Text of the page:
It is with sadness that we pass on news of the death of Ian Small. The Headmaster of Bootham School in York for many years, Ian was a former Head of English and Drama at Abbotsholme, Housemaster of Millholme and an Abbotsholme Governor.
Ian died peacefully on 29th October, after a brief and courageous fight against cancer. He is survived by his three daughters, Catherine, Naomi and Hannah.
A memorial service for Derek Sederman will be held in the Abbotsholme chapel at 11.00am on 16 March. Everyone is welcome to attend.
A number of OAs will be speaking about Derek’s life, including Andy Sederman, Chris Hall, Jenny Richardson, Kath Fielder, Jim Broatch, Clare Cooke, Guthrie Pickering, Nick Hopkinson and Robert Wall. A collection will be taken for Derek’s chosen charity, the RNLI. After the service, you are invited to a buffet lunch in the dining room, after which you can take a guided tour of the school.
Ample parking will be available.
We invite you to share your memories and photos of Derek, whether you are able to attend or not. After the service, we will collate your memories of Derek into a book and present this on behalf of the club to his wife, Elizabeth.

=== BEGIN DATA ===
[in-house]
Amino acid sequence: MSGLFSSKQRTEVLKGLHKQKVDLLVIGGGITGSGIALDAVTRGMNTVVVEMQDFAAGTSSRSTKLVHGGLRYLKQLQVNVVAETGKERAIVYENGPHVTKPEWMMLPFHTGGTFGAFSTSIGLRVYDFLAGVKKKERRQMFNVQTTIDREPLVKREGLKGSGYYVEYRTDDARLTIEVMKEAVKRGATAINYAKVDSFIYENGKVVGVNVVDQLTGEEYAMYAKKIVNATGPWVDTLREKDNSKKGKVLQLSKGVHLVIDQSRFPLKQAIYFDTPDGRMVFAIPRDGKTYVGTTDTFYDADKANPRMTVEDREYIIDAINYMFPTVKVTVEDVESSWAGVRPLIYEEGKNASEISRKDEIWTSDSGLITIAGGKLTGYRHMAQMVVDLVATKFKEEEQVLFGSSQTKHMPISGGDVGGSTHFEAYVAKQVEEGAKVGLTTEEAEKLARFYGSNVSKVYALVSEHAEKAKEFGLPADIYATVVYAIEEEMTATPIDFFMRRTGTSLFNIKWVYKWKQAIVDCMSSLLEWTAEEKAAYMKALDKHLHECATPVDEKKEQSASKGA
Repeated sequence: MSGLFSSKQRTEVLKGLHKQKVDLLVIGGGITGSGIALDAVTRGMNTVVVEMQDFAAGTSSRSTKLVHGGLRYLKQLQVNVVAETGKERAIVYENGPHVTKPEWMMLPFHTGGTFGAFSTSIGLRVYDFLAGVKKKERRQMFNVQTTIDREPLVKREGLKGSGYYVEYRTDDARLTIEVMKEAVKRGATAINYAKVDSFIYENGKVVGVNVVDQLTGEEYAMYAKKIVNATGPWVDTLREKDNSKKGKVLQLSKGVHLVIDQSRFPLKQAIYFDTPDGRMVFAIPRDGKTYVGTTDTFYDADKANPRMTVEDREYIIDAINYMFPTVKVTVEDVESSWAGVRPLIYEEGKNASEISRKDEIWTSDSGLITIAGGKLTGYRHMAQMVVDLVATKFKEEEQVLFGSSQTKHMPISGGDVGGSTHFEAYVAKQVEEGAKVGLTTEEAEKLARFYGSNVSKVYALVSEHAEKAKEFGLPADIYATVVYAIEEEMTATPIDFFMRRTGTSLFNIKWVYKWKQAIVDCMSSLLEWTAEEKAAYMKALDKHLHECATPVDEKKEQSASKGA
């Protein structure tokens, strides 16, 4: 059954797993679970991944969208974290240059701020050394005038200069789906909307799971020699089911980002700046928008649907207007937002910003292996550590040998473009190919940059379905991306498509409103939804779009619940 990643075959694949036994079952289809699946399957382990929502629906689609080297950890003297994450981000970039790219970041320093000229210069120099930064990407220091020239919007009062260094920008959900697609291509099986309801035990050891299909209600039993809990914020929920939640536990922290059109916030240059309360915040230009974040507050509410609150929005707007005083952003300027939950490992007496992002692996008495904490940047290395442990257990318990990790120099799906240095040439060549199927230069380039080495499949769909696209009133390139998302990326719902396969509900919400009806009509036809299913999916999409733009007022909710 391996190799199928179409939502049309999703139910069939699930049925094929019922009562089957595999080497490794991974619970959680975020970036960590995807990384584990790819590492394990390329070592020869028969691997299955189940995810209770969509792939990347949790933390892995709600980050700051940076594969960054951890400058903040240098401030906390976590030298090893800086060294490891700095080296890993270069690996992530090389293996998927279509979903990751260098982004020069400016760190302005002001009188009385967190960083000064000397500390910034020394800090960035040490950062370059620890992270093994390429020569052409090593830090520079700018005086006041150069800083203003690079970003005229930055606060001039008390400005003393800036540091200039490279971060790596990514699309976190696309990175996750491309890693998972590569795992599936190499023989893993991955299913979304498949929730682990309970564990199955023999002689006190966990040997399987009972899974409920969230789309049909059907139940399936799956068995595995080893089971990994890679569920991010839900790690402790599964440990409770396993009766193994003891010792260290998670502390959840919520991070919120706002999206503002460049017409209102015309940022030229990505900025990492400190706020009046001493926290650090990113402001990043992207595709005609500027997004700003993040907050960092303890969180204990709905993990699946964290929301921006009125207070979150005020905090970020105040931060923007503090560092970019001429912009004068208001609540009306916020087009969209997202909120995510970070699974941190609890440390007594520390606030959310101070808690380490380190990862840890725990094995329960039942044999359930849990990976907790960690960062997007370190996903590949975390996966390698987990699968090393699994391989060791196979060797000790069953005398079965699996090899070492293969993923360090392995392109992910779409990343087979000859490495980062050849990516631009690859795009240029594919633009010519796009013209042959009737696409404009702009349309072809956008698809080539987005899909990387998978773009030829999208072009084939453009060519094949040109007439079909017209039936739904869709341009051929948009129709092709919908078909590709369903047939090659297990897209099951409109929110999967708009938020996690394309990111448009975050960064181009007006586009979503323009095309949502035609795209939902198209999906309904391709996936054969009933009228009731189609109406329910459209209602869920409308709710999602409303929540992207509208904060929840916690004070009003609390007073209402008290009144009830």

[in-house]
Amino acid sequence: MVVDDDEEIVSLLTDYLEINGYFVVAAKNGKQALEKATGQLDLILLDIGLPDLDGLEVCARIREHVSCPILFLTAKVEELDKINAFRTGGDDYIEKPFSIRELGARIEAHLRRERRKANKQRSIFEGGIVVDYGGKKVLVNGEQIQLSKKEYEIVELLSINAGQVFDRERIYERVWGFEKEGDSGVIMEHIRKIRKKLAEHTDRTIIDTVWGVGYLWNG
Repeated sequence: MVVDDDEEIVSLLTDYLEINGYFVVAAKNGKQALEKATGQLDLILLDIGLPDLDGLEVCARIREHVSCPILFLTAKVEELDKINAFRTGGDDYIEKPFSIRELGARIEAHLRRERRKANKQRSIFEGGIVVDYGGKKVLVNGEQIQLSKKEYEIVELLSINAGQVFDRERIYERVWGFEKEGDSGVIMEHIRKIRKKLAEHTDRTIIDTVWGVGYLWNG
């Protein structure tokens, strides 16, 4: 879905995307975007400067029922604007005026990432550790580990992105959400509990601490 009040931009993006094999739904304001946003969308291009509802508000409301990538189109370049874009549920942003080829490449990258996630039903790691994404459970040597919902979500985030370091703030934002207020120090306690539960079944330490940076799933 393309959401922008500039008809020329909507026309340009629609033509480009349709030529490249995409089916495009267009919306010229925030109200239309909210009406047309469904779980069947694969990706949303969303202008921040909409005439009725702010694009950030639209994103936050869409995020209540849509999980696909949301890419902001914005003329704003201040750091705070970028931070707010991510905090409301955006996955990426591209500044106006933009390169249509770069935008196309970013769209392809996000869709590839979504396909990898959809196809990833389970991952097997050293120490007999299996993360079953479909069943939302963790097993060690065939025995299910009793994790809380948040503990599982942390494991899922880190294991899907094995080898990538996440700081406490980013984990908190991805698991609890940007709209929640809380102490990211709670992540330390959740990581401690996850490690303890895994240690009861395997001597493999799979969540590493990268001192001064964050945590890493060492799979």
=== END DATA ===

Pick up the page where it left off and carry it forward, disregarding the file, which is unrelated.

There are three easy ways you can share your memories:
1. Facebook - Post your memory below; or
3. In person - Share your thoughts in the memory book that will be available for signing at the memorial service.
Please ensure you share your memories before or on 16th March, or we will be unable to include them in the book.
Here follows a summary of the events of the whole day, held on 26th May 2018, the tributes given by various members of the OA Club, and one of the speeches given at the OA Dinner.
The Old Abbotsholmians’ Club Reunion Day 2018
By Danni Arnold (formerly Knott) Knott and Nikki Darnell (formerly Knott)
(Danni was a pupil until 2017 and is now a committee member of the Old Abbotsholmians’ Club. Nikki taught at Abbotsholme for many years, and was also the Houseparent of Orchard House.)
On a beautiful day in May, Abbotsholme stood stately and welcoming in the sunshine as Abbotsholmians congregated from far and wide to celebrate the life of one of the best of her own, Tom Palmer.
Former students whose lives Tom had touched arrived with their wives, husbands and children; old friends and colleagues separated by time and distance were brought back together by a shared desire to be part of this eloquent act of remembrance. For Tom Palmer; but how could it be for Tom? He was an indefatigable force. So kind, so cheerful, so good, so clever. Yet we gathered, greeting each other with a sense of bewilderment and pleasure, because how could one not feel pleasure, when contemplating the life of Tom and when meeting in his honour?